What is B.C.’s grand treaty plan?

Removing Abbott from Treaty Commission partnership unexpected

Re: Treaty trouble has deep roots (Guest Shot April 2).

No one would disagree that the British Columbia treaty process hasn’t been as successful as hoped. Indeed, there are also many First Nations who think it is the wrong process of reconciliation altogether.

However, that doesn’t excuse Premier Christy Clark’s recent decision to blindside B.C.’s treaty partners by refusing to appoint George Abbott as head of the B.C. Treaty Commission.

Although it might be comforting to think Premier Clark’s reckless behaviour was done in consultation with the federal government, there is simply no evidence to suggest that.

Not only did Jerry Lampert, the federal government’s appointee to the treaty commission, say Ottawa was as surprised as the other parties to the process, but on March 26, NDP Leader John Horgan stood in the legislature and asked Premier Clark three times whether she had discussed her plans with the federal government, and she did not contradict the words of Mr. Lampert.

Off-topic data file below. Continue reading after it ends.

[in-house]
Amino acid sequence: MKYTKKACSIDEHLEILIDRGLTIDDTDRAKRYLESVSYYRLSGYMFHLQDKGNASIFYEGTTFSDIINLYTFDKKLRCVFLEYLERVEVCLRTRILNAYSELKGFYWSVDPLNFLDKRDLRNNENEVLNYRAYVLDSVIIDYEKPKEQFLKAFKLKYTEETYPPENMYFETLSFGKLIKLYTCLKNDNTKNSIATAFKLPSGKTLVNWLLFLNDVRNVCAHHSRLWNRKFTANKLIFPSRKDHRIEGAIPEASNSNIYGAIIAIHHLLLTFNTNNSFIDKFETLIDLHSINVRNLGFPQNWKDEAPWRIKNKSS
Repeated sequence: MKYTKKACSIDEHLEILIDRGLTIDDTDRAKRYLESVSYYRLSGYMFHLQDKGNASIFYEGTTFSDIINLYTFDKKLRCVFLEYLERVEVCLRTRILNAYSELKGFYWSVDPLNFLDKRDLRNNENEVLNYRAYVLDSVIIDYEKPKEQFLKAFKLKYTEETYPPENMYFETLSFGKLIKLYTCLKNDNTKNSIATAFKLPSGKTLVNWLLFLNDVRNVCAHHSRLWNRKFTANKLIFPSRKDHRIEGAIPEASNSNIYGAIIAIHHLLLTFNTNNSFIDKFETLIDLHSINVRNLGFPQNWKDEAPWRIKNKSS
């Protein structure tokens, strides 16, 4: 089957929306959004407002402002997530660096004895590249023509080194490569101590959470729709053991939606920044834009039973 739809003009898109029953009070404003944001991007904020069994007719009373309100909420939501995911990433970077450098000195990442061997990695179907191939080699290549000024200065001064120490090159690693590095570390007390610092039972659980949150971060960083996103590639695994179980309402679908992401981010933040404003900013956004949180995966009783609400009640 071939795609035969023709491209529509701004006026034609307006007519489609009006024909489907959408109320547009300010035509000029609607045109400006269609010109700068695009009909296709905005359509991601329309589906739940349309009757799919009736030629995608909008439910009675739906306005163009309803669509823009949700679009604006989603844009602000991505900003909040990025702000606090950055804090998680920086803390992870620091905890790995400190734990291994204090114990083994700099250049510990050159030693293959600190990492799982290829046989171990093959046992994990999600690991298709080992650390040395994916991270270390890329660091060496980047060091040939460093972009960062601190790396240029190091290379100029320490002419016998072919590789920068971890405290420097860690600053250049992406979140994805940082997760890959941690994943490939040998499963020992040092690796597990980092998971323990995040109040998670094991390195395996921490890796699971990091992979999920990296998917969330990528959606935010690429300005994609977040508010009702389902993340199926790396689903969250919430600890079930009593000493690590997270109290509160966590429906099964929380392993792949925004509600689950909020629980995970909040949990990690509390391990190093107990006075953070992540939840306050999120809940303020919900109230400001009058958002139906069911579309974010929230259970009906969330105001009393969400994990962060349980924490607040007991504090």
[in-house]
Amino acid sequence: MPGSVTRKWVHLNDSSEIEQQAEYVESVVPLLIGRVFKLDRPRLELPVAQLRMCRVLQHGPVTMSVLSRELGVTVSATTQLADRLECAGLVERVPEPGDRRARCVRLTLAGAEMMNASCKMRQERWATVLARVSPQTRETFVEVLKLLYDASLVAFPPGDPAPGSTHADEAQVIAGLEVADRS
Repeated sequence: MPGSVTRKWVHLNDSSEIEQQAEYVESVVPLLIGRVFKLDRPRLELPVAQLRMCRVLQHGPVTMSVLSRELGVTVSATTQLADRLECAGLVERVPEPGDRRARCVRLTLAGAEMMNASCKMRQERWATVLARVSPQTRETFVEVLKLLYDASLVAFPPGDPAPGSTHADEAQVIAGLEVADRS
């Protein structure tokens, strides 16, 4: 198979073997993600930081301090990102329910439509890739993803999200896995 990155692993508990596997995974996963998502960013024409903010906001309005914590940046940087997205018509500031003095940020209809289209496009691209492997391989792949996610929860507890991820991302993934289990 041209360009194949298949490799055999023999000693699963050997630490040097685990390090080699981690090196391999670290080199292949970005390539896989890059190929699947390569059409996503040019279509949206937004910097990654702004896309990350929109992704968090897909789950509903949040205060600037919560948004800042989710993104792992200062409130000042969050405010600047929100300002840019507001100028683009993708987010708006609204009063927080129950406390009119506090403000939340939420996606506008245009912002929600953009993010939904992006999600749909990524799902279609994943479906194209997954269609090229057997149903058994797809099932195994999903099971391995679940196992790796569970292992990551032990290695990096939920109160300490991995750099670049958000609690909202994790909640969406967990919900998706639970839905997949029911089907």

If the B.C. Liberal government has a grand plan for reinventing the treaty process, it isn’t sharing it with any of its constitutional partners.

B.C.’s approach to reconciliation needs to be re-energized so First Nations, resource workers and those seeking to bring new investment to B.C. can have certainty.

This means not only fixing the treaty process, but doing more work to find a way forward with First Nations that have chosen a different path. That means working together, not going it alone.

Scott Fraser

NDP Aboriginal Relations spokesperson

 

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